How Electrolytes Can Help Your Horse Stay Hydrated in Winter
Ice cold water buckets mean many horses don’t drink enough in the winter. But many riders aren’t sure of the best way to tackle this problem, so we’re here to help.
We’re busting five common myths to help keep horses happy, healthy, and hydrated!
My doctor says I should have a low sodium intake, so my horse should, too.
Horses and humans have very different nutritional needs, so don’t let what your medical doctor tells you affect your horse’s diet. Horses in no work need at least one ounce of salt per day, and that need goes up with increased exercise.
Feeding my horse table salt is the same as feeding him an electrolyte.
Many electrolyte supplements provide more than just salt (sodium chloride). When your horse sweats, he loses key minerals like potassium, calcium, and magnesium. SmartLytes is designed to replace what your horse loses in sweat, helping bring those key minerals back into balance.
My horse only needs an electrolyte supplement during the summer.
Many horses drink less in the winter because of cold water, but proper hydration is essential no matter what time of year it is. The salt in SmartLytes helps encourage your horse to drink, which is vital to keeping him hydrated all year long.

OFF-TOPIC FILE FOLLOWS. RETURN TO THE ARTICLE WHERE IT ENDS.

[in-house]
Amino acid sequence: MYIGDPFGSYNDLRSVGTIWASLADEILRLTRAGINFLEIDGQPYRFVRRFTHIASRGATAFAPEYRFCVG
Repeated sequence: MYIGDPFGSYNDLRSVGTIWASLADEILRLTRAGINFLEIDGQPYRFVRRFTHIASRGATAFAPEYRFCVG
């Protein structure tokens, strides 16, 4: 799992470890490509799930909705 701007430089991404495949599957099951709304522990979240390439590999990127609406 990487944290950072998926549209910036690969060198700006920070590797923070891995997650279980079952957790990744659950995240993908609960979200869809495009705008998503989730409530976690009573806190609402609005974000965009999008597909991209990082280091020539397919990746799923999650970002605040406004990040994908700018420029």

To battle frozen buckets, try the Heated Flatback Bucket, which helps keep your horse’s bucket ice free and the water a more inviting drinking temperature.
SmartLytes ensures that he gets the right balance of essential electrolytes and stays hydrated daily.- Jenna N. from Chandler, AZ
My horse gets all the salt he needs from his hay, grain, and salt lick.
Pasture, hay, and grain provide very little salt. A salt lick can help your horse get what he needs, but some horses lick them excessively while others won’t lick them at all, making it difficult to monitor their intake. A daily electrolyte supplement can ensure your horse is getting exactly what he needs.
My horse “knows” the minerals he’s lacking, so free choice minerals are best.
Horses aren’t capable of self-regulating their mineral intake. Some horses love to eat their free choice minerals while others turn up their noses. If you feed an electrolyte supplement like SmartLytes, you know exactly what your horse is taking in every day.